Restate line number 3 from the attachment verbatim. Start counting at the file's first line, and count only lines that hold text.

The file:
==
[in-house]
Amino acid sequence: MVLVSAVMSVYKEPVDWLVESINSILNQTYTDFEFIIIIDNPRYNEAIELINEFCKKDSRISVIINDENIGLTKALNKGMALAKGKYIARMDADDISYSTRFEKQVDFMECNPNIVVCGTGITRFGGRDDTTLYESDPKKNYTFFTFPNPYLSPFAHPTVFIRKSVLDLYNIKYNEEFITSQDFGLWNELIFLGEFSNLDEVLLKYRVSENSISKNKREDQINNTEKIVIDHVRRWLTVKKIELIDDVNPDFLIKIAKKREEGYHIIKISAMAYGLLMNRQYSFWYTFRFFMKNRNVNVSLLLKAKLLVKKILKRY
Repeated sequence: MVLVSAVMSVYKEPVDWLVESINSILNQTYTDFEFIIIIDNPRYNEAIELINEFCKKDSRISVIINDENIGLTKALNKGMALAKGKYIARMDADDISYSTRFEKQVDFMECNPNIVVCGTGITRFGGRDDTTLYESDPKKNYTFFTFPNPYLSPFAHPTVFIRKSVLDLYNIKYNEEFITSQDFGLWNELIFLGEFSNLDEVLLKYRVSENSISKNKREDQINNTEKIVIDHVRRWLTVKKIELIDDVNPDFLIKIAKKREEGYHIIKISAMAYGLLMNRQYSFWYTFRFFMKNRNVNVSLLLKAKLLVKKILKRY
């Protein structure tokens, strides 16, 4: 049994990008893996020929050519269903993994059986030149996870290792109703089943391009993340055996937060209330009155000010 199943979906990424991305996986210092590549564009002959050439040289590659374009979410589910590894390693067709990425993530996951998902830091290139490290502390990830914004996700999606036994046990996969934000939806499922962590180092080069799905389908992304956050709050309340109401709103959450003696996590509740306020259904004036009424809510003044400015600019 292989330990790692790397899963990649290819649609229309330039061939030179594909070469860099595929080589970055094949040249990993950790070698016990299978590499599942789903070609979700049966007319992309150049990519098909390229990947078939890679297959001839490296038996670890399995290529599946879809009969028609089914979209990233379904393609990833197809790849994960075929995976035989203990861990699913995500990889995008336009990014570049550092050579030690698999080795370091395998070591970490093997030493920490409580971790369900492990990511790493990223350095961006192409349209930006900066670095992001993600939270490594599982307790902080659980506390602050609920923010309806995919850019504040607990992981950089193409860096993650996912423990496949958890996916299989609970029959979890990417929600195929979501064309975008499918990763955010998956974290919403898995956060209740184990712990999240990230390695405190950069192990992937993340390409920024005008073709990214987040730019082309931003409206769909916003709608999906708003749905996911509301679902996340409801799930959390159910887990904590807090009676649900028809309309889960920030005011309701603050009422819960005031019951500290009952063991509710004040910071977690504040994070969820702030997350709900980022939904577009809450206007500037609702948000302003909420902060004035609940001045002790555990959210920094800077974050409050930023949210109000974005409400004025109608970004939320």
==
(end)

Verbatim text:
Repeated sequence: MVLVSAVMSVYKEPVDWLVESINSILNQTYTDFEFIIIIDNPRYNEAIELINEFCKKDSRISVIINDENIGLTKALNKGMALAKGKYIARMDADDISYSTRFEKQVDFMECNPNIVVCGTGITRFGGRDDTTLYESDPKKNYTFFTFPNPYLSPFAHPTVFIRKSVLDLYNIKYNEEFITSQDFGLWNELIFLGEFSNLDEVLLKYRVSENSISKNKREDQINNTEKIVIDHVRRWLTVKKIELIDDVNPDFLIKIAKKREEGYHIIKISAMAYGLLMNRQYSFWYTFRFFMKNRNVNVSLLLKAKLLVKKILKRY